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Cochrane Database Syst Rev. 2004;(1):CD000008.

Acupuncture for chronic asthma.

Author information

  • 1Department of Psychological Medicine, Imperial College London, Room 4.06, Paterson Centre, 20 South Wharf Road, London, UK, W2 1PD.

Abstract

BACKGROUND:

Acupuncture has traditionally been used to treat asthma in China and is used increasingly for this purpose internationally.

OBJECTIVES:

The objective of this review was to assess the effects of acupuncture for the treatment of asthma or asthma-like symptoms.

SEARCH STRATEGY:

We searched the Cochrane Airways Group trials register (searched August 2003), the Cochrane Complementary Medicine Field trials register, the Alternative Medicine Database (August 2003) and reference lists of articles. We also contacted trialists and researchers in the field of complementary and alternative medical research.

SELECTION CRITERIA:

Randomised and possibly randomised trials using needle acupuncture or other forms of stimulation of acupuncture. Any form of control treatment was considered (no treatment in addition to conventional asthma treatment, sham or placebo interventions, active comparator interventions). Studies were included provided outcome was assessed at one week or more.

DATA COLLECTION AND ANALYSIS:

At least two reviewers independently assessed trial quality. A reviewer experienced in acupuncture assessed the adequacy of the active and sham acupunctures used in the studies. Study authors were contacted for missing information.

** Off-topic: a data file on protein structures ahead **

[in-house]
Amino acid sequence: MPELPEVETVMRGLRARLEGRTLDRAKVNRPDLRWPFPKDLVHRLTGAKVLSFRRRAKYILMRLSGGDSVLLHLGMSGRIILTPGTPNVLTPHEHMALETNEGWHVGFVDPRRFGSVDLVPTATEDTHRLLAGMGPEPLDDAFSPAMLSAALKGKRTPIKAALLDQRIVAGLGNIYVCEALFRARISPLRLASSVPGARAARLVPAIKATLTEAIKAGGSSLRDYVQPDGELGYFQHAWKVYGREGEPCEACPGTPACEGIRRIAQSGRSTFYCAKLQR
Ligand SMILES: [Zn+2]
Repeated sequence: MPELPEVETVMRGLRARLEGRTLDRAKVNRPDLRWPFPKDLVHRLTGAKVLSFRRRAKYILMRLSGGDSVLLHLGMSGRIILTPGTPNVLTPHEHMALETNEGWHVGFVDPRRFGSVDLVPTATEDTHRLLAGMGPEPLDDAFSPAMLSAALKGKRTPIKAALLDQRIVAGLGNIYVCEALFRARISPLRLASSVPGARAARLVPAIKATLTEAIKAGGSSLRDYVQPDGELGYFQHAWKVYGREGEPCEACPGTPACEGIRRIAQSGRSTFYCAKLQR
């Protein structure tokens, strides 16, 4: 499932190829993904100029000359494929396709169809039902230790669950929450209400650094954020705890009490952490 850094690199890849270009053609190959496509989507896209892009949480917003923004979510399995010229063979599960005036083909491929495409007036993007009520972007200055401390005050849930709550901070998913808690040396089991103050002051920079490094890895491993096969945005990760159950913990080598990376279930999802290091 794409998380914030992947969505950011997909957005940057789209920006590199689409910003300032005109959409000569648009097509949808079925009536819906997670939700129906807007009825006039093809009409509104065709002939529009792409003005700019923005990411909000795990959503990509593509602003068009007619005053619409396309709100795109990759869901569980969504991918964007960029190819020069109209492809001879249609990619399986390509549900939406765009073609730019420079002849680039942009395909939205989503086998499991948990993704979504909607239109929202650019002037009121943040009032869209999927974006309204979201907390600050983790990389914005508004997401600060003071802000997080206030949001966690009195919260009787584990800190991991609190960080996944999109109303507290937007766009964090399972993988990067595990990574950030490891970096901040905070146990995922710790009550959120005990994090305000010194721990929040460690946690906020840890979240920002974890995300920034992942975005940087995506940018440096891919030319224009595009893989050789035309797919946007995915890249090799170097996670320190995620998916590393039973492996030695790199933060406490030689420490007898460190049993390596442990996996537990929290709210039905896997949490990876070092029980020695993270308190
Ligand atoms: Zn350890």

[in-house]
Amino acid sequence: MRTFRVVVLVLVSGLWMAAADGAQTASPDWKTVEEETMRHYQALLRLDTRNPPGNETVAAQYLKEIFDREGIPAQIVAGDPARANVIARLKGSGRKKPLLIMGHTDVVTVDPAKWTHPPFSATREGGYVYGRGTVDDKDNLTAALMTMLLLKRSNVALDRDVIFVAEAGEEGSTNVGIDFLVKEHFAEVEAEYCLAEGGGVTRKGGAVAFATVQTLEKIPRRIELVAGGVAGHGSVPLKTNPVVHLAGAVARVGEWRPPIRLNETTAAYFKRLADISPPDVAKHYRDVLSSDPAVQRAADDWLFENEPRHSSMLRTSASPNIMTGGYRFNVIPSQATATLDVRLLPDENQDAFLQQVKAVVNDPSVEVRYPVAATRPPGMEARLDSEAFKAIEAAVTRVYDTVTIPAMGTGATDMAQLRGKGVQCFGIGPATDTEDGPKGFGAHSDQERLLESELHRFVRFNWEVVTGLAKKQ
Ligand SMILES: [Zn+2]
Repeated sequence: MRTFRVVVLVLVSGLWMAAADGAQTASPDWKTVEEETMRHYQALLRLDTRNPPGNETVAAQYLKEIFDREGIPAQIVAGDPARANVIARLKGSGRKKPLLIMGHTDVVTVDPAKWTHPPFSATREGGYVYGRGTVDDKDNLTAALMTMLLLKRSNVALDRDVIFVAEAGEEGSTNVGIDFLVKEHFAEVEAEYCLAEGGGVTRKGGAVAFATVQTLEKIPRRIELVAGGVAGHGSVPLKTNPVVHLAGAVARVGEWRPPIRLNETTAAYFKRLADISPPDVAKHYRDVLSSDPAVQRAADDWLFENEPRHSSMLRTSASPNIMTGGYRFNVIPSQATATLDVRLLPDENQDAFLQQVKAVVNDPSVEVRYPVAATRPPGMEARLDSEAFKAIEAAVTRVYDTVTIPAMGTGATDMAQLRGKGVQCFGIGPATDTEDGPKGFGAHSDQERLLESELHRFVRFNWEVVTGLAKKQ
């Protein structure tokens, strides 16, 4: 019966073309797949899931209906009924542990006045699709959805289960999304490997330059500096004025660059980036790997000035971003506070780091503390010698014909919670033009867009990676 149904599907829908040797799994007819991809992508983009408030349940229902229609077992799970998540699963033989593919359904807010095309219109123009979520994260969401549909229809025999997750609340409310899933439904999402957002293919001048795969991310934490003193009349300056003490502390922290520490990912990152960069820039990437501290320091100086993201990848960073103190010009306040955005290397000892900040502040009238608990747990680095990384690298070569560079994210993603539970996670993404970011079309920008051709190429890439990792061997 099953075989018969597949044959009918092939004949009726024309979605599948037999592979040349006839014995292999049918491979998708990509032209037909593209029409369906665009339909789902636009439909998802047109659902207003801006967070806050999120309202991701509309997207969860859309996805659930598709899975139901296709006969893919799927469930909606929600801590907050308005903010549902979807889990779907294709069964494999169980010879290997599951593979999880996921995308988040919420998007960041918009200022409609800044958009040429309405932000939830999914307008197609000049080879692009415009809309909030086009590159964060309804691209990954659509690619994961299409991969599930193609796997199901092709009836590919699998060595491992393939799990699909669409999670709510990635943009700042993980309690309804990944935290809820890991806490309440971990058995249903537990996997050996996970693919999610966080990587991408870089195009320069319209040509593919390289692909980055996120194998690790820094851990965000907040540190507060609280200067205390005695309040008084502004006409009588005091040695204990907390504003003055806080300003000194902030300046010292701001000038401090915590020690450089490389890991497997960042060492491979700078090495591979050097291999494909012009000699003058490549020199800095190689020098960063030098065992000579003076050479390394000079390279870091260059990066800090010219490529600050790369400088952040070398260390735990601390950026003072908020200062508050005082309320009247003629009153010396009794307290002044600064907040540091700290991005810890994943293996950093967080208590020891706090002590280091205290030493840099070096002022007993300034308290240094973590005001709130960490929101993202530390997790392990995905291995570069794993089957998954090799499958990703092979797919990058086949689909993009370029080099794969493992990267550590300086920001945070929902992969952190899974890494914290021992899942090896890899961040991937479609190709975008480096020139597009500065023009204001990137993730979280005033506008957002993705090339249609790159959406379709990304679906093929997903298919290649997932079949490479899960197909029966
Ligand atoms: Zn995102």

MAIN RESULTS:

Eleven studies met the inclusion criteria with 324 participants. Trial reporting was poor and trial quality was deemed inadequate to generalise findings. There was variation in the type of active and sham acupunctures, the outcomes measured and time-points presented. The points used in the sham arm of some studies are used for the treatment of asthma according to traditional Chinese medicine. Two studies used individualised treatment strategies and one study used a combination strategy of formula acupuncture with the addition of individualised points. No statistically significant or clinically relevant effects were found for acupuncture compared to sham acupuncture. Data from two small studies were pooled for lung function (post-treatment FEV1): Standardised Mean Difference 0.12, 95% confidence interval -0.31 to 0.55).

REVIEWER'S CONCLUSIONS:

There is not enough evidence to make recommendations about the value of acupuncture in asthma treatment. Further research needs to consider the complexities and different types of acupuncture.

PMID:
14973944
[PubMed - indexed for MEDLINE]
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